Re-populating Aging Post-Industrial Cities
In 2009, the School of Architecture hosted the Mayors’ Institute on City Design, a program run by the National Endowment for the Arts. The School welcomed the mayors of Cranston, RI; Norwalk, CT; Lewiston, ME, Rutland, VT, Hempstead, NY, Brockton, MA, and Salem, MA, for a productive two and a half day workshop focused on urban design challenges in each of the mayor’s cities. Joining the mayors, the design resource panel included transportation specialists, urban designers, development experts, and a group of academics with expertise in the critical issues that will impact the post-industrial future of New England cities. The mayors engaged the design experts on issues including the re-invention of languishing downtowns, waterfront development opportunities, and essential transportation strategies by presenting the resource panel with case studies that were particularly relevant to ongoing initiatives in each of their cities.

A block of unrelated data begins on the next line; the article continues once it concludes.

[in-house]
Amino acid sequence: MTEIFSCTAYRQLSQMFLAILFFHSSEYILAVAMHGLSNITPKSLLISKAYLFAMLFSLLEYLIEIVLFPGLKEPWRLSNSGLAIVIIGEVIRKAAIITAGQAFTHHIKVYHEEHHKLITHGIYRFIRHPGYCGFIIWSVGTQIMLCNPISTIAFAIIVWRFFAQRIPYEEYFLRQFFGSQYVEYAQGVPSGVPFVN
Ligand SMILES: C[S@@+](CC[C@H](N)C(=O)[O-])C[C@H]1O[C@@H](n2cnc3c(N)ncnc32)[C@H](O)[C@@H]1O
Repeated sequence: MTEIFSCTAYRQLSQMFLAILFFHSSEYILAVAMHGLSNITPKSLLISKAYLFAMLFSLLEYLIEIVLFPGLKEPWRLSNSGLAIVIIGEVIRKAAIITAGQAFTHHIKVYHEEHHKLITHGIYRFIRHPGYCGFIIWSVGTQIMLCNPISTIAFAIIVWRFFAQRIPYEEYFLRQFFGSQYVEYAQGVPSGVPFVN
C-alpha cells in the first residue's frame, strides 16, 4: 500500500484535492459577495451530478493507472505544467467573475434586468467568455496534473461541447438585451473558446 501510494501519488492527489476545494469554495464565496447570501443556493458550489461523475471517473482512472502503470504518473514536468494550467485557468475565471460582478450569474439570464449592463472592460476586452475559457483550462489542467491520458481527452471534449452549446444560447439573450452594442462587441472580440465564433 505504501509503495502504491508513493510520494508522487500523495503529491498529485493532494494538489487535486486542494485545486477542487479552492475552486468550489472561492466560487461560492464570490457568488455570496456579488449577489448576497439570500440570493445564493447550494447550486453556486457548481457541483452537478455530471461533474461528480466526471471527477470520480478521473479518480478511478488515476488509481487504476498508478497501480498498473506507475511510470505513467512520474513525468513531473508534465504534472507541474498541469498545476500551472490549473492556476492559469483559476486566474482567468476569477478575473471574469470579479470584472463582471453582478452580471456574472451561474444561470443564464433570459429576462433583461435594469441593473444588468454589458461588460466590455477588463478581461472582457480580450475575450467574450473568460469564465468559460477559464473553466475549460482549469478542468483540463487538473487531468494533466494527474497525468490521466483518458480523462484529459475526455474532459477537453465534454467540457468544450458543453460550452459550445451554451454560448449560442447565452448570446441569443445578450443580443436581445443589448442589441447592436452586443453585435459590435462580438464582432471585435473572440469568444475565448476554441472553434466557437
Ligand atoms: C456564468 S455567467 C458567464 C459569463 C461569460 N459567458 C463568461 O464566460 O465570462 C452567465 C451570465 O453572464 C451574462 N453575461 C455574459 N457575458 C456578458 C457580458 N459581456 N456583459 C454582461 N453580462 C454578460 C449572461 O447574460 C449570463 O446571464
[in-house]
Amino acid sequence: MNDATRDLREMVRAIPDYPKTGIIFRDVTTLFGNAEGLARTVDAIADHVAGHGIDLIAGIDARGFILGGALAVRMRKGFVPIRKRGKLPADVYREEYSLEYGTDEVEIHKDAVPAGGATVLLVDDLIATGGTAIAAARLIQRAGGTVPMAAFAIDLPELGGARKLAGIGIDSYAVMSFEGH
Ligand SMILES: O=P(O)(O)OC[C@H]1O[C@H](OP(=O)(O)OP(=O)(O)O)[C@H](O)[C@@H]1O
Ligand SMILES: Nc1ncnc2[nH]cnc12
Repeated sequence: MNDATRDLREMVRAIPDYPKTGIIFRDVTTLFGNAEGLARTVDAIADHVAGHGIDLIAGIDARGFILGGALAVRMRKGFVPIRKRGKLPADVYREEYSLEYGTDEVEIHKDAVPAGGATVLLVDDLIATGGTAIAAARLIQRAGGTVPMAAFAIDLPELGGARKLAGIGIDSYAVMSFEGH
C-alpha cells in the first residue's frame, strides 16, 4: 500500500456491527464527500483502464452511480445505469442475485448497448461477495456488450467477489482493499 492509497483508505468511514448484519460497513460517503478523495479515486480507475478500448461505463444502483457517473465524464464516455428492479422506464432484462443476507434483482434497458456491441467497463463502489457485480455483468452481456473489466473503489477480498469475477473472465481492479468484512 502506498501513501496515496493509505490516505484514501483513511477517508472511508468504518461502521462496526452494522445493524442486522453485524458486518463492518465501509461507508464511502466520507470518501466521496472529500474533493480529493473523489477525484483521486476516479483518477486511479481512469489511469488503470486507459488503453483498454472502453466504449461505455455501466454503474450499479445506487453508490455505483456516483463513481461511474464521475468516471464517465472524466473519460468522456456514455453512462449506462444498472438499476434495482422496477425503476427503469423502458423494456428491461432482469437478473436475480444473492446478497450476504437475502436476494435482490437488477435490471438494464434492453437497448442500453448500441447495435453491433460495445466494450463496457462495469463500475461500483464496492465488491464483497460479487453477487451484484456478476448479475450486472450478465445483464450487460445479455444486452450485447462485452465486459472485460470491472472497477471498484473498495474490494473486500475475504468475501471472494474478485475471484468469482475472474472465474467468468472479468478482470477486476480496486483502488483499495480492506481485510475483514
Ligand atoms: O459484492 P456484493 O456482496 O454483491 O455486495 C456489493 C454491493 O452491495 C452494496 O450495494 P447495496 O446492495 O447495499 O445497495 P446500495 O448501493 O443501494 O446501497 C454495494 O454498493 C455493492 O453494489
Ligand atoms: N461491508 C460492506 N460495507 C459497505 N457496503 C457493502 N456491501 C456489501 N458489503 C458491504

In the Studio: 1960s Urbanism
One of the biggest design challenges facing many aging cities is how to build on, or adjacent to, the urban design mega-projects of the 1960s. Often composed of extra-large parcels and steel-reinforced concrete plazas and buildings that defy easy adaptation, these sites pose interesting dilemmas to designers. They are often particularly customized for a single use that may no longer be relevant. In an undergraduate studio unique to Northeastern, students work to better-integrate these buildings and urban landscapes into the city.